This is a quite different position to the one Morrison adopted in 2018 when he and Opposition Leader Bill Shorten gave a public apology to victims of child sexual abuse, and declared they believed all complainants were telling the truth. The apology was delivered in Parliament House on October 22, 2018, just seventeen days before the start of the trial that convicted Pell of child sexual abuse. Most of the jurors in that trial would have heard the apology’s repeated refrain — “I believe you, we believe you, your country believes you” — as well as the invective heaped on religious authorities, police and magistrates who in the past failed to heed that message. It was no wonder Pell was declared guilty at that time. Who on a jury would want to take a stand against that kind of moral pressure?
However, Morrison made the apology less than two months after he had been sworn in as Prime Minister on August 24, and at the time he was only a stand-in for the man he replaced, Malcolm Turnbull, who had originally approved the apology and agreed to deliver it. Since then, Morrison has had time to reconsider his stance and has now acted properly to give the traditional rule of law its due respect. In response to the Porter allegation, he has shown no sign of accepting the #MeToo ideological position that was so apparent in October 2018.
There is little doubt that a great many of his constituents share Morrison’s support for Porter, and an increasing number will do so the longer this issue remains a spectacle in the media arena. To the average Australian, the idea that an accusation of rape 33 years ago could be prosecuted on the basis of written notes by a deceased woman who suffered constant bipolar disorder and consequent false memories, who could provide no corroboration for any of her claims, and who told police she wanted to withdraw the accusation, does not sound like a fair go.
An even better indicator of the future direction this contest is likely to take is the fate of Annette Kimmitt, the CEO and managing partner of Australia’s biggest law firm MinterEllison. When, in the midst of all the publicity about Christian Porter, Kimmitt discovered that one of the firm’s partners, defamation specialist Peter Bartlett, was giving advice to the Attorney-General over media reporting of his predicament, she emailed the firm’s 2500 employees expressing her dismay: “The nature of this matter is clearly causing hurt to some of you, and it has certainly triggered hurt for me.”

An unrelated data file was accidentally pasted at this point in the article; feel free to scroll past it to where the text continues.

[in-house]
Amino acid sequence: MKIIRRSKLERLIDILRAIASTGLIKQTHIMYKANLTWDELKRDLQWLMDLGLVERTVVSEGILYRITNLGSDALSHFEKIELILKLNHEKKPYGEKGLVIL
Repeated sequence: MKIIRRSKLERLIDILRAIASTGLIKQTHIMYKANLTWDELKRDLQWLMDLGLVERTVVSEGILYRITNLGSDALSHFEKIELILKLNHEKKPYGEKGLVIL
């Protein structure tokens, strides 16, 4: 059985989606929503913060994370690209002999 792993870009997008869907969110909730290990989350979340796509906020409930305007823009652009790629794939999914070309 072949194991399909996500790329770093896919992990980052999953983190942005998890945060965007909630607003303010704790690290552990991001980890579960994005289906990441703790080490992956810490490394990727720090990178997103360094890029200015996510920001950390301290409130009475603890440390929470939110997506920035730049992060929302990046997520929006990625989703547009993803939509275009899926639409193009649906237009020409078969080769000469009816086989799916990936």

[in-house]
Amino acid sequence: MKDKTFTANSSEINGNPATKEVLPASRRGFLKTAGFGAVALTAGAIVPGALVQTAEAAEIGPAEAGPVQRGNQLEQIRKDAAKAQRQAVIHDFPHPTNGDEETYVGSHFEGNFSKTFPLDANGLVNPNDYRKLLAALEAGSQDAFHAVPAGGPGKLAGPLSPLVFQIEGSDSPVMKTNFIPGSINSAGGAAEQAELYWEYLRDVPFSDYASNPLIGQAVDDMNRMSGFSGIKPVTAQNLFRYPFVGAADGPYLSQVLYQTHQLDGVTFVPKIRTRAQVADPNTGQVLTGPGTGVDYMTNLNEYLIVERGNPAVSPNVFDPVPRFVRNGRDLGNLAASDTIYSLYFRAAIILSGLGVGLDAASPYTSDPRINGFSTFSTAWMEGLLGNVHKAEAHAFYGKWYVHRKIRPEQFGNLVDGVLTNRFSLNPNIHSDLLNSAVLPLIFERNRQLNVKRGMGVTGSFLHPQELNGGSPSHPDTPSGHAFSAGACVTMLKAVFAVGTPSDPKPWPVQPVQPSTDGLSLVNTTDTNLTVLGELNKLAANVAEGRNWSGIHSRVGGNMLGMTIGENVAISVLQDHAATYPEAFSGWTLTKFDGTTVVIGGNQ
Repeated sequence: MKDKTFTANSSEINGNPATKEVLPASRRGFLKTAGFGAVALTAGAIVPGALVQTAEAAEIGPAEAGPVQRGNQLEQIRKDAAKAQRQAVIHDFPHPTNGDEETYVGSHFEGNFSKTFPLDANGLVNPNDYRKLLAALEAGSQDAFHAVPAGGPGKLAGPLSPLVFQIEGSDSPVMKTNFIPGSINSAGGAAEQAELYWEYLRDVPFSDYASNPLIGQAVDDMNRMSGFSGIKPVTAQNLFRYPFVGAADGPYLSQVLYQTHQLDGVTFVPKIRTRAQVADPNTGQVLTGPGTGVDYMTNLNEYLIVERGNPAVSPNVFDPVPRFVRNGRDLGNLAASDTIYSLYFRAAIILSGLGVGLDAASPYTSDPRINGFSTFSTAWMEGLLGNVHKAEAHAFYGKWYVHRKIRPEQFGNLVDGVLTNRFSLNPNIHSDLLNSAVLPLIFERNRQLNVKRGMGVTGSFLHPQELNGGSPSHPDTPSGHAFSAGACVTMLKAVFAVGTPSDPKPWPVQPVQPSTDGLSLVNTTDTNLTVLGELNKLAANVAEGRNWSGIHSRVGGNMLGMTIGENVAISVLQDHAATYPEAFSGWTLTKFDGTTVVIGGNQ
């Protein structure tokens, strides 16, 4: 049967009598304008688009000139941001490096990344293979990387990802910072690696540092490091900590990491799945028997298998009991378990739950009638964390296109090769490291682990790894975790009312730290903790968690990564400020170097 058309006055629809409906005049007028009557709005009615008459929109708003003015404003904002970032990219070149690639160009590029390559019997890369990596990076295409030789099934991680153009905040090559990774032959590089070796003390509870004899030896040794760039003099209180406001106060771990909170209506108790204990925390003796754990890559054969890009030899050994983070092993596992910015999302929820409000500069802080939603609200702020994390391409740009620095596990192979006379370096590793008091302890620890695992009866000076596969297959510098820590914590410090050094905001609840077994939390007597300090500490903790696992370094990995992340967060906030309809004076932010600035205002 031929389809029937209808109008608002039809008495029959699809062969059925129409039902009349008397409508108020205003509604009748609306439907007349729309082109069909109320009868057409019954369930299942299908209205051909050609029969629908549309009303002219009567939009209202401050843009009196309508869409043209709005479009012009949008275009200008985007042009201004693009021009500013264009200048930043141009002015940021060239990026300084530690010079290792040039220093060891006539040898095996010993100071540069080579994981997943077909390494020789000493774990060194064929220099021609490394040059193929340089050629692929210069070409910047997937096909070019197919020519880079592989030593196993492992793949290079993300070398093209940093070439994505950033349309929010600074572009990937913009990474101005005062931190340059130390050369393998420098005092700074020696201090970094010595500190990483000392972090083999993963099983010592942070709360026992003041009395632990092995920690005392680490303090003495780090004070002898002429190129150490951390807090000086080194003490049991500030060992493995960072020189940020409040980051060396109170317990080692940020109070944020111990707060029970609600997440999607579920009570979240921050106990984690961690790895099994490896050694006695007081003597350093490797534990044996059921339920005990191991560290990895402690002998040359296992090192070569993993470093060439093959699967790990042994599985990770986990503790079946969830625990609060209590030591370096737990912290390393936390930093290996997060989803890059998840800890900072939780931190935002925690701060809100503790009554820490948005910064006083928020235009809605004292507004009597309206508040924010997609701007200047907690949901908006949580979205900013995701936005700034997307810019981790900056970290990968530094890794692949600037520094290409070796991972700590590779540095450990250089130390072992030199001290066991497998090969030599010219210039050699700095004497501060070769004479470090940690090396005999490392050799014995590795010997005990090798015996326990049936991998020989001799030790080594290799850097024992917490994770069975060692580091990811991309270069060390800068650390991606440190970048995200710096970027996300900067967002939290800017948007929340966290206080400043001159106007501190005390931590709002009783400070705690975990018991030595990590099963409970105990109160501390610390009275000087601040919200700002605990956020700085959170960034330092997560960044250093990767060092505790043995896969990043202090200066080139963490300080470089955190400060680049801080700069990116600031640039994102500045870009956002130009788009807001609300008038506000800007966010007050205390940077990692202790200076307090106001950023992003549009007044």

However, other partners were appalled by this sanctimonious outburst, especially Kimmitt’s view that the firm should not be advising someone just because he attracted condemnation from some of the media. Barely a week after Porter identified himself as the subject concerned, the MinterEllison board told Kimmitt to walk.
Even though many large firms in other industries have recently been persuaded by advertising and marketing people that support for “gender diversity” will win them customers, when serious issues arise most will see where their real interests lie. The MinterEllison incident is another sign that, in this struggle for cultural power, hysteria will not win, sanity will eventually prevail, and the leftist vision of a revolutionary new world will be seen for the utopian fantasy it is.
Keith Windschuttle is the editor of Quadrant